Will Hyperbaric Oxygen Therapy Help Treat your Child with Cerebral Palsy?

Parents of children with cerebral palsy are often highly motivated to do everything in their power to help their child living with cerebral palsy to reach his or her full potential.  For those children whose cerebral palsy was caused by lack of oxygen during labour and delivery, parents may wonder if the delivery of a high concentration of oxygen to brain tissue may help heal the brain injury.

What is Hyperbaric Oxygen Therapy?

Hyperbaric oxygen therapy is the inhalation of 100% oxygen inside a pressurized hyperbaric chamber.  The air one typically breathes is 21% oxygen.

The purpose of hyperbaric oxygen therapy is to increase the amount of free oxygen circulating in the blood which can travel quickly and deeply to injured tissues, promoting healing and recovery.  The patient remains in the chamber, breathing pure, concentrated oxygen for 60 to 90 minutes.  Typically, sessions (or “dives”) continue over several weeks or months.

The use of hyperbaric chambers to allow the inhalation of concentrated oxygen has been approved by Health Canada, and it has been recognized as an effective treatment for a number of medical conditions including deep compression sickness (the bends), embolism, carbon monoxide poisoning, and others.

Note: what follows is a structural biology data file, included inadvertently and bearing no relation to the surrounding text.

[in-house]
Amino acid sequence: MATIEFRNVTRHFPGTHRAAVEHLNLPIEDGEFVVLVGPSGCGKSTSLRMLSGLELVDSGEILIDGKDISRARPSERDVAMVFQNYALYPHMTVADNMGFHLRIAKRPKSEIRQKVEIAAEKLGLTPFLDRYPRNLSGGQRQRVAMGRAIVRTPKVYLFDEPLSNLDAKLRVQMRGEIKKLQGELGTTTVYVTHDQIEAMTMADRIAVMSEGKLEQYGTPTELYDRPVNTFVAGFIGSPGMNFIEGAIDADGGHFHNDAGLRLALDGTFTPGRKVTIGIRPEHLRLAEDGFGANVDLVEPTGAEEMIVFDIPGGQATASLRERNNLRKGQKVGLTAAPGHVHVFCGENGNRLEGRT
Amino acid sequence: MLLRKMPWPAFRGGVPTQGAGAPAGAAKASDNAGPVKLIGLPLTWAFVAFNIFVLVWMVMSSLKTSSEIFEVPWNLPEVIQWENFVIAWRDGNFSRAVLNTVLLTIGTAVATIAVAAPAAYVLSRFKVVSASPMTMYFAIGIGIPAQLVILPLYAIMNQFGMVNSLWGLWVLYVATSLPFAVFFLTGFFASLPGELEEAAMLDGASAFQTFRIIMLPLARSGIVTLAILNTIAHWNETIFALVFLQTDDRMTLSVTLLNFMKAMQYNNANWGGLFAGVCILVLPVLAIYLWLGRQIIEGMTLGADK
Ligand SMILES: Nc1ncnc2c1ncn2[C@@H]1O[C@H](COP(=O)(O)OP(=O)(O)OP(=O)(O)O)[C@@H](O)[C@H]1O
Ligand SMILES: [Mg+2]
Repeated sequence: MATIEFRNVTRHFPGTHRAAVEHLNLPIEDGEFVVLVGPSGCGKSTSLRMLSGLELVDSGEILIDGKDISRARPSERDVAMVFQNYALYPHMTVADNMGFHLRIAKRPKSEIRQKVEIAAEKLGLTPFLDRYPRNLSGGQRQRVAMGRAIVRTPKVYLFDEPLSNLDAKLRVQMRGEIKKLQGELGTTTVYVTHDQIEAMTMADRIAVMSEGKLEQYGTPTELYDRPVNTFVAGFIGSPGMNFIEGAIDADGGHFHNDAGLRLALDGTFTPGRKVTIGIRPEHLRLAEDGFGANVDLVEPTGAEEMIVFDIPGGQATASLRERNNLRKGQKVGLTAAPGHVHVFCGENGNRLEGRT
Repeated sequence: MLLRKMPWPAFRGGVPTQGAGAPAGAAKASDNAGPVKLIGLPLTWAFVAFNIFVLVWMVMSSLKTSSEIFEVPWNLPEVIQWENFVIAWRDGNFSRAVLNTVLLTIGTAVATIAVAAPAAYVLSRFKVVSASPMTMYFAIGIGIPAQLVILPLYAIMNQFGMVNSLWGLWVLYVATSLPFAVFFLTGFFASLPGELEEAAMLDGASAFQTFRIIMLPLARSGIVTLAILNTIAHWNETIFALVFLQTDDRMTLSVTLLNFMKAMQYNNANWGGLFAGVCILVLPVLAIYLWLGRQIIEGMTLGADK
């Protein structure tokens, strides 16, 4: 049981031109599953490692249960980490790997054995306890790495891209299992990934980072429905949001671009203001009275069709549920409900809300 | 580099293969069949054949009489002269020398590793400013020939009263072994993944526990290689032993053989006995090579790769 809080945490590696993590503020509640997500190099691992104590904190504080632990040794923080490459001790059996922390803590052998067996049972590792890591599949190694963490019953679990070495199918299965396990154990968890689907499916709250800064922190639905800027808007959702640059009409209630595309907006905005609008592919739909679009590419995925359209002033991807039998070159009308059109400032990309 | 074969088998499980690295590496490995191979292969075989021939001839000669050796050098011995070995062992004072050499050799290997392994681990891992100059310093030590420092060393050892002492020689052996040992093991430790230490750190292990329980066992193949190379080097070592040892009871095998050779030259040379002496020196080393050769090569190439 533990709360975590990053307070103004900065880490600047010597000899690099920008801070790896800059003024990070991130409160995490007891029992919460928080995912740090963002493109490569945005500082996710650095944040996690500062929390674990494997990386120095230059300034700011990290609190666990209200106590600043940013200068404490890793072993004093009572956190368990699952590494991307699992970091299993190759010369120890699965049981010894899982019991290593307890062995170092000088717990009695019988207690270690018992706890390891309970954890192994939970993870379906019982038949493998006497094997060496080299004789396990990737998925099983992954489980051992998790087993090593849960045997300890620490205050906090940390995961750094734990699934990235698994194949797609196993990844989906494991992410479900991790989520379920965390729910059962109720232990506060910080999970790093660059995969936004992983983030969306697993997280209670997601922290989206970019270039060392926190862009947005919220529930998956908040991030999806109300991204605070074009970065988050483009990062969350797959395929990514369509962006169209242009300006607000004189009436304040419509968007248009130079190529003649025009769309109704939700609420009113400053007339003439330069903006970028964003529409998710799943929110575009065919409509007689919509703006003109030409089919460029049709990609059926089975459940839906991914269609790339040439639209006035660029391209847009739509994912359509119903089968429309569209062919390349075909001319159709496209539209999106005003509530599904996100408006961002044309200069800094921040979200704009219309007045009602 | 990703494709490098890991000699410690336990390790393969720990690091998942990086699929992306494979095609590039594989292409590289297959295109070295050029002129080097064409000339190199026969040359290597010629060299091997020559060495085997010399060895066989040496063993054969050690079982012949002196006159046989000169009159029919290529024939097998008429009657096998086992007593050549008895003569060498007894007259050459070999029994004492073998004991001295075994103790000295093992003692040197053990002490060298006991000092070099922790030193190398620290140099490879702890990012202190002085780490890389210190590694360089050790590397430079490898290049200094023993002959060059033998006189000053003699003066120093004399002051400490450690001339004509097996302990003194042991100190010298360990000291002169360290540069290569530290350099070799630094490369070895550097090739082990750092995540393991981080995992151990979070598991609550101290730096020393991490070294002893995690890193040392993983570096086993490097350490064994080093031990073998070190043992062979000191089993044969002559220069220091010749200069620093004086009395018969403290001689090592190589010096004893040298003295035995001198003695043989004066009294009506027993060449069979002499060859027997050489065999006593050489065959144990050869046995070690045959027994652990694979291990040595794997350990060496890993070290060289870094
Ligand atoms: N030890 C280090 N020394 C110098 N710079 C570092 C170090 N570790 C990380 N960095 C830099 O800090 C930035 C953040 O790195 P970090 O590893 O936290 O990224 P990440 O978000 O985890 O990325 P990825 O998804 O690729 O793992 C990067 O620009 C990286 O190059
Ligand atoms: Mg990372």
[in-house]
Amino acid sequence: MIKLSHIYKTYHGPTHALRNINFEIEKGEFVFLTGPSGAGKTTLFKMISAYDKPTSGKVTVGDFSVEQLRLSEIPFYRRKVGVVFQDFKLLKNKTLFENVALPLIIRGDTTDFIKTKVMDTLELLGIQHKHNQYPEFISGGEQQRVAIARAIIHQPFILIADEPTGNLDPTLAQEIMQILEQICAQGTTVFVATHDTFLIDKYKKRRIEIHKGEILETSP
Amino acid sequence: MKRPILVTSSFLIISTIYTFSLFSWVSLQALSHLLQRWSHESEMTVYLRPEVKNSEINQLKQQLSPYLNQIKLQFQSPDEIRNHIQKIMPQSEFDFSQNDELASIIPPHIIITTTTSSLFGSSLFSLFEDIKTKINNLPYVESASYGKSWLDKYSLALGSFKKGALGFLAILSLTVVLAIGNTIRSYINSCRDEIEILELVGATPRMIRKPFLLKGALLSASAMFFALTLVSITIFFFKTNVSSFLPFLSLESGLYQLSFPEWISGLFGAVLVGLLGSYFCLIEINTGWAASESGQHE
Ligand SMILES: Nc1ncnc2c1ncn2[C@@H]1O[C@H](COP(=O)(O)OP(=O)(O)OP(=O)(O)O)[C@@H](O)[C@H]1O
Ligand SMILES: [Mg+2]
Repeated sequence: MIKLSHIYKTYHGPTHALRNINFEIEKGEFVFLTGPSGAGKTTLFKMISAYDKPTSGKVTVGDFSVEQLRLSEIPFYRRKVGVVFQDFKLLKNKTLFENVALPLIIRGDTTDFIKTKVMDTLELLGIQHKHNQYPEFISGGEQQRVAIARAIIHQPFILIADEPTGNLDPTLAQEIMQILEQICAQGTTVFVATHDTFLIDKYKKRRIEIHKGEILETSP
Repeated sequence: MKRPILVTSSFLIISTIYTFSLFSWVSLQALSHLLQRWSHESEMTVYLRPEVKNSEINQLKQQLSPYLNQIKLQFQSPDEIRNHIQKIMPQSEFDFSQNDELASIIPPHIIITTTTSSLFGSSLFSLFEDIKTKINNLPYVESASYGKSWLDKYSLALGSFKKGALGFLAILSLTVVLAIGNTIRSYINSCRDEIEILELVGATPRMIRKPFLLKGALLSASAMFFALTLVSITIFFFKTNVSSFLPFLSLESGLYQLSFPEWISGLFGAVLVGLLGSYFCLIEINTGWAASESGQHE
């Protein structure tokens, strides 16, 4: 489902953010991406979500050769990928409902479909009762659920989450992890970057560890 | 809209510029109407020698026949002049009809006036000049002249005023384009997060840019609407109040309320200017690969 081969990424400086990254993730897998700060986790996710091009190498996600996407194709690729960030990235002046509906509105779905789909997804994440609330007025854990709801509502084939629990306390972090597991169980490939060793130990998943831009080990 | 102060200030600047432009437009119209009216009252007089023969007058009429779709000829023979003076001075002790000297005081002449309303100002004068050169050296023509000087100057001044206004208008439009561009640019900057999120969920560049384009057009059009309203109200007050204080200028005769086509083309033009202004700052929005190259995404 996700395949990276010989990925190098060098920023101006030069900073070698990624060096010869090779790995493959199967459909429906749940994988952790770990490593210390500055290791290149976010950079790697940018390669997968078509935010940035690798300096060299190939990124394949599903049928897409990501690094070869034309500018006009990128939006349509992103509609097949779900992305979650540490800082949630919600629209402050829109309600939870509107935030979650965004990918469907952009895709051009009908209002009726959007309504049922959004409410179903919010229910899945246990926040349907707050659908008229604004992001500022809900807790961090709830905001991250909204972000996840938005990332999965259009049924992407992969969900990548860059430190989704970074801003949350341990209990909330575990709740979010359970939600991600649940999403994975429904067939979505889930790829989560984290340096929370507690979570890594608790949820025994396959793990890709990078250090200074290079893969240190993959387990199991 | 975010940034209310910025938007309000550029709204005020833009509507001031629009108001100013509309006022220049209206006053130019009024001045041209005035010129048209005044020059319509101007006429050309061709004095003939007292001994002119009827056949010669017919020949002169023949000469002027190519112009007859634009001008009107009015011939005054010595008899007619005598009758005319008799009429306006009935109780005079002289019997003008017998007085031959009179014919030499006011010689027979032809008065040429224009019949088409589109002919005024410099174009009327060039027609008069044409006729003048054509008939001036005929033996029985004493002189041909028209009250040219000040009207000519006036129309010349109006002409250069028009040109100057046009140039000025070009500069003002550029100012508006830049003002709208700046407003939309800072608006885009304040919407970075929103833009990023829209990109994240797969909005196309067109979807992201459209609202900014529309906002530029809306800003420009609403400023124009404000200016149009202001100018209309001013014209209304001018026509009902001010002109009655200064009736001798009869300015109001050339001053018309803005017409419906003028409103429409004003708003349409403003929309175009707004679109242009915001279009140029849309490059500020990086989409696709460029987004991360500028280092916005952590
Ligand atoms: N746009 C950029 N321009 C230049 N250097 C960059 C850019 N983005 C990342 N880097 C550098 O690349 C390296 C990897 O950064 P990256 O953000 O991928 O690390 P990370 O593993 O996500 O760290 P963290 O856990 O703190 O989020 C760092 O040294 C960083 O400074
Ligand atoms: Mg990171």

Can Hyperbaric Oxygen Therapy help my child?

While there have been anecdotal accounts from parents of improvement in alertness and motor function in children with cerebral palsy following hyperbaric oxygen therapy, much of these favourable observations have been attributed to the placebo effect, or the expectation of improvement.  Randomized clinical trials in which the observers did not know which children received 100% oxygen and which received room air in the chamber revealed that there were no beneficial effects from hyperbaric oxygen therapy.

Can Hyperbaric Oxygen Therapy harm my child?

In addition to showing no beneficial effects from hyperbaric oxygen therapy, negative side effects have been reported in the clinical studies, which include:

  • ear pain;
  • temporary nearsightedness;
  • seizures; and
  • respiratory problems

For a more detailed assessment of the clinical trials see: http://cpnet.canchild.ca/en/resources/212-hyperbaric-oxygen-therapy-hbot-as-a-treatment-for-cerebral-palsy

If you believe you’re child was injured due to neglect, call our Vancouver medical malpractice lawyers today.

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Susanne Raab


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